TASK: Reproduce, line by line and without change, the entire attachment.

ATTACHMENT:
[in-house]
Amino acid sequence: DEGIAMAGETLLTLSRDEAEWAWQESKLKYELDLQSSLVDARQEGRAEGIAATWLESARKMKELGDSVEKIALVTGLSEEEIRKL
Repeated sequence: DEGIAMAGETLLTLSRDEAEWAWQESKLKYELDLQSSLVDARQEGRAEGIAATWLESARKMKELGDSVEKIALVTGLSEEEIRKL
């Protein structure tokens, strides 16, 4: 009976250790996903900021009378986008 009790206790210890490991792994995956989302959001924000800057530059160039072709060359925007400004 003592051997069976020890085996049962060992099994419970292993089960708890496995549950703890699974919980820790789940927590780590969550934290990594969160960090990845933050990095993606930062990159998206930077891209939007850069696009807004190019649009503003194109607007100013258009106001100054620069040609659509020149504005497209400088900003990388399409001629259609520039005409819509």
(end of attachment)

[in-house]
Amino acid sequence: DEGIAMAGETLLTLSRDEAEWAWQESKLKYELDLQSSLVDARQEGRAEGIAATWLESARKMKELGDSVEKIALVTGLSEEEIRKL
Repeated sequence: DEGIAMAGETLLTLSRDEAEWAWQESKLKYELDLQSSLVDARQEGRAEGIAATWLESARKMKELGDSVEKIALVTGLSEEEIRKL
């Protein structure tokens, strides 16, 4: 009976250790996903900021009378986008 009790206790210890490991792994995956989302959001924000800057530059160039072709060359925007400004 003592051997069976020890085996049962060992099994419970292993089960708890496995549950703890699974919980820790789940927590780590969550934290990594969160960090990845933050990095993606930062990159998206930077891209939007850069696009807004190019649009503003194109607007100013258009106001100054620069040609659509020149504005497209400088900003990388399409001629259609520039005409819509």